In particular it is to be noted that until the car setting is that of significant understeering typical of the baseline setups it will be impossible to generate a significant increase in the yaw rate just by releasing the gas. For that to happen the setup must be much sharper and the coast settings in the diff must allow it.
    Until we put our minds into what physically is happening to the car we will keep believing that a Porsche 911 with the rear engine and the smallest forward weight shift under braking and turn in of the GT3 group and the weakest rear diffuser should have a strong pitch sensitivity (aka sensitivity to weight transfer) which is obviously wrong. The car that will show more this behavior is the M6 which in fact already in the baseline setup is the less rear stable of the group.
    In general it is not true that every car must be able to be driven by modulating the gas application or its release: it's just not physically true. Even those cars who do, can't be driven that way in every corner as in many cases, especially for cars with significant aero in fast corners the aero itself will become dominant and will have a stabilizing effect against the mechanical grip and even the engine braking effect, so no game there. Again, we need to look at the physics behind, not what this or that sim does or what our expectations for having fun are.

    While there are for sure certain cars in AMS2 where the diff issues are not 100% resolved, the statement that "liftoff oversteer" cannot be achieved is plainly wrong. Whether we figure it as mild or snap or whatever, the reason for any of these cases of increased rate of yaw are practically the same.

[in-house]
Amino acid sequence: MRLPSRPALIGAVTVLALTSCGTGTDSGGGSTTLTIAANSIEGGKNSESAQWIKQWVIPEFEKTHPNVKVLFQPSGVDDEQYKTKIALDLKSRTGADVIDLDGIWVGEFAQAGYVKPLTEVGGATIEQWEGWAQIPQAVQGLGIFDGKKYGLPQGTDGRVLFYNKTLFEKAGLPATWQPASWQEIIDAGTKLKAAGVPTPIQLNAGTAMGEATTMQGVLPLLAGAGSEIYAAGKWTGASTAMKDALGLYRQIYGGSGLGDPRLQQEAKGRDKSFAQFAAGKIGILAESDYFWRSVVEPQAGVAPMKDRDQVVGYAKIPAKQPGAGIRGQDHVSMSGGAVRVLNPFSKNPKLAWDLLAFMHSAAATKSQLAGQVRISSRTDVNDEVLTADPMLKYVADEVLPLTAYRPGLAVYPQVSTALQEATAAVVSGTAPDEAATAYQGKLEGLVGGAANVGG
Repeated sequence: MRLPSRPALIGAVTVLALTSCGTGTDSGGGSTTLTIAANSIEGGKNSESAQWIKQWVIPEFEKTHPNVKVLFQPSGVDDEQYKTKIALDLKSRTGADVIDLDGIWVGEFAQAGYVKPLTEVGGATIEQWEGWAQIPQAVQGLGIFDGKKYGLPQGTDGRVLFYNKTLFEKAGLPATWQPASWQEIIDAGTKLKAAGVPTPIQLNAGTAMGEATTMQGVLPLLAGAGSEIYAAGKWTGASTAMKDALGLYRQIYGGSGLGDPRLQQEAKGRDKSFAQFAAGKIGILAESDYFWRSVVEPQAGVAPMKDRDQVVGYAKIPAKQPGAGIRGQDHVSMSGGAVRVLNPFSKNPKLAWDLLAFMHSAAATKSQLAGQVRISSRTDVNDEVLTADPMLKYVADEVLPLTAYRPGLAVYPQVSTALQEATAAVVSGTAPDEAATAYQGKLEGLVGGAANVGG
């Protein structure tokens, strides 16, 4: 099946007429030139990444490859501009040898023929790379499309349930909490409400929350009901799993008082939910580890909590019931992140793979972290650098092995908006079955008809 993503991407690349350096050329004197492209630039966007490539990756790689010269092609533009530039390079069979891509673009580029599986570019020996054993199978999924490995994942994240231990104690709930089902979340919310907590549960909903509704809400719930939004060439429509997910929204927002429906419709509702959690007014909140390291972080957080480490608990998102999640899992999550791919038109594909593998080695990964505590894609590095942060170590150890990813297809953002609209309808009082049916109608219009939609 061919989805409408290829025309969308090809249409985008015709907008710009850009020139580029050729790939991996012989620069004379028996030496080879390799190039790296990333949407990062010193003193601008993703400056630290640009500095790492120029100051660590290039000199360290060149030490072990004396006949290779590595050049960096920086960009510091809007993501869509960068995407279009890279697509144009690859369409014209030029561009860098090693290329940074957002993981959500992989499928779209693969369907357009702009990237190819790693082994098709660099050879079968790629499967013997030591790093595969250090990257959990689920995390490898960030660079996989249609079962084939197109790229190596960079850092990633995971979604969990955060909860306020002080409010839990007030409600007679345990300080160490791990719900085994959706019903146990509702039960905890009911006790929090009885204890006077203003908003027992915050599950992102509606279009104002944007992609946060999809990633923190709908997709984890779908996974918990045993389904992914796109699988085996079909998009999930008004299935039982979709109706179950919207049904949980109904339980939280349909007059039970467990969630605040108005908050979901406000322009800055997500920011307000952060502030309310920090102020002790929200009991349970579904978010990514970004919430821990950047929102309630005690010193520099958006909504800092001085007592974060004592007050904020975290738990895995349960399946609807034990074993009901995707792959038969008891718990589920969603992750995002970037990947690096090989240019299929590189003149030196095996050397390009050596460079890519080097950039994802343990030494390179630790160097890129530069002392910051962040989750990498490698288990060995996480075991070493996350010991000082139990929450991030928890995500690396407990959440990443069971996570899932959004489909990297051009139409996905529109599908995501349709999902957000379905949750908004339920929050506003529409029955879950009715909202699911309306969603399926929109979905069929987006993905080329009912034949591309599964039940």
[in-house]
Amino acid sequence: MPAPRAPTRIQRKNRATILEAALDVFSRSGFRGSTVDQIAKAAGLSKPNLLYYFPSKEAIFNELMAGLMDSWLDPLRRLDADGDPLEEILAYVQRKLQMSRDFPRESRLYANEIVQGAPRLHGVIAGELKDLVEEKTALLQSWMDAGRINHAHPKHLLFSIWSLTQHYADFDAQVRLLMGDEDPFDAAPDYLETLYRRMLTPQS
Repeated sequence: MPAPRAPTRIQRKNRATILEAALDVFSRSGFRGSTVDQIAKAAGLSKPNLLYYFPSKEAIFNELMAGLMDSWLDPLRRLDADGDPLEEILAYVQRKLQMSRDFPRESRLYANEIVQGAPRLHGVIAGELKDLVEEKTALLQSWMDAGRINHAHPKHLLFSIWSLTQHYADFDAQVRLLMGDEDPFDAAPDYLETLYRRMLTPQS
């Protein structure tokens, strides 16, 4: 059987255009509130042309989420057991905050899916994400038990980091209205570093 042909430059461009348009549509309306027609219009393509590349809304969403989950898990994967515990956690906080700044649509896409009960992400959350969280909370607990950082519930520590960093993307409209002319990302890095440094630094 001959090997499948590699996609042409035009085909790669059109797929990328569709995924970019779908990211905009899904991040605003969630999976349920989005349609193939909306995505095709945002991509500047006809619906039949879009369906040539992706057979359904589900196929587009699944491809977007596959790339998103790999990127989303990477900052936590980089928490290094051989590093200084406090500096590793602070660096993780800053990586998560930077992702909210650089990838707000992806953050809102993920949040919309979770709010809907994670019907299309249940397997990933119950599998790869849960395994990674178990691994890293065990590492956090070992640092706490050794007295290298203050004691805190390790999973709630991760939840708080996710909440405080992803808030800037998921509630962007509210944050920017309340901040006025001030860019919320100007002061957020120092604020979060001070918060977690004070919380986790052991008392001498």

I can achieve as much "liftoff oversteer" as I like, mild to savage on GT1s with no crazy setups like zeroing up differentials or ARBs or silly stuff like that in every track. Actually while racing at Spa I had to reduce that sensitivity as the rear tires were getting to stressed and the car increasingly difficult to drive consistently on a totally reasonable setup.
    I've tested the McLaren 720 on an old setup I prepared before the latest diff improvements: I am getting a ton of oversteer in general and a ton of gas application sensitivity (not only coasting but on power as well) even in fast corners which means that indeed the diff has much less stabilizing effect than it had few months ago. It's up to us to dial it the way we like it.
    Same I tested the Camaro GT4 (definitely one of the most disliked cars I heard of) and still with all the things that may need a further look and improvement, it can be dialed in quite a bit playing with diff, TC, tire pressures and angles.
    This is my honest point of view and experience so far with this sim and the way you can forge the car behavior is one major reason why I like it. Call me fanboy if that fits the definition I really care only about my opinion being honest.
    I really find we as community too often keep going the easy path of complaining about every car not driving correctly, being broken and so on, but really spending little effort to work on the setups to make the car do what we would like her to do.
    Also so far I have never found a setup I could use to my liking without changes from one track to another on the same car, so I am aware it is a lot of work. And from this stand point I think Steel is doing a great job in serving our community by providing good reference setups.
     
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  6. Kuku Maddog

    Kuku Maddog Well-Known Member

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    I have driven many a Porsche ranging from a 70s Carrera RS to a late model road going GT3 , but only in a manner befitting that I didn’t want to be responsible for a huge bill ;)
    The new ones are super easy to drive for sure, the ones that even driving sedately wanted to kill you where the old 80s turbos. ..nothing nothing nothing then whoa too much :eek:.